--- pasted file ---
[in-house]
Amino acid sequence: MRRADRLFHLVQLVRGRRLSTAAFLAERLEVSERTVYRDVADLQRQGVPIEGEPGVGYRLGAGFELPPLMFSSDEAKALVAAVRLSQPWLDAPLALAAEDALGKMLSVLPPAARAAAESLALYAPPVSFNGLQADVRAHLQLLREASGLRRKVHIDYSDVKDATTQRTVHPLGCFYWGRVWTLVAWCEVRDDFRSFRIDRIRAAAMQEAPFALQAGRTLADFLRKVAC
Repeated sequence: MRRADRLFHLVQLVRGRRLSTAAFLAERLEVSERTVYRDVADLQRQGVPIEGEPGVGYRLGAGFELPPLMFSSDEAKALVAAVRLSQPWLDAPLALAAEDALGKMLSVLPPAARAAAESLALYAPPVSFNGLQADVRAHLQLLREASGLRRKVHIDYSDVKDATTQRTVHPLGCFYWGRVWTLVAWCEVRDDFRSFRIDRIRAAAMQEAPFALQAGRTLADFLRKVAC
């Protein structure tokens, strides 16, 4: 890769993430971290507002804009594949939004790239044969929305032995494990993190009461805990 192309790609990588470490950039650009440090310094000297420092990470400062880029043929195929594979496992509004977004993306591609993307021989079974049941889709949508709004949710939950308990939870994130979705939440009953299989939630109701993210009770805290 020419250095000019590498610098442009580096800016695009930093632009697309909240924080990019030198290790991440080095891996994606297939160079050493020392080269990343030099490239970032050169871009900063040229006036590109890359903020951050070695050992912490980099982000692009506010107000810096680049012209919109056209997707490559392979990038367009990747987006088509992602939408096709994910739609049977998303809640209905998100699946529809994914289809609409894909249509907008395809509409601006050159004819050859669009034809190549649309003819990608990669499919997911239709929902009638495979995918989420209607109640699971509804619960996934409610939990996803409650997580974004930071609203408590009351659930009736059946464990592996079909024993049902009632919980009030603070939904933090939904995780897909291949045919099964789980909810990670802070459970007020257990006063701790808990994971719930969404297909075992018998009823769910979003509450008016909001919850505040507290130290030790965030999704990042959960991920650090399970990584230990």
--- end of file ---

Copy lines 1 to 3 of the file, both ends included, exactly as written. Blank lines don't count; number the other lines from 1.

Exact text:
[in-house]
Amino acid sequence: MRRADRLFHLVQLVRGRRLSTAAFLAERLEVSERTVYRDVADLQRQGVPIEGEPGVGYRLGAGFELPPLMFSSDEAKALVAAVRLSQPWLDAPLALAAEDALGKMLSVLPPAARAAAESLALYAPPVSFNGLQADVRAHLQLLREASGLRRKVHIDYSDVKDATTQRTVHPLGCFYWGRVWTLVAWCEVRDDFRSFRIDRIRAAAMQEAPFALQAGRTLADFLRKVAC
Repeated sequence: MRRADRLFHLVQLVRGRRLSTAAFLAERLEVSERTVYRDVADLQRQGVPIEGEPGVGYRLGAGFELPPLMFSSDEAKALVAAVRLSQPWLDAPLALAAEDALGKMLSVLPPAARAAAESLALYAPPVSFNGLQADVRAHLQLLREASGLRRKVHIDYSDVKDATTQRTVHPLGCFYWGRVWTLVAWCEVRDDFRSFRIDRIRAAAMQEAPFALQAGRTLADFLRKVAC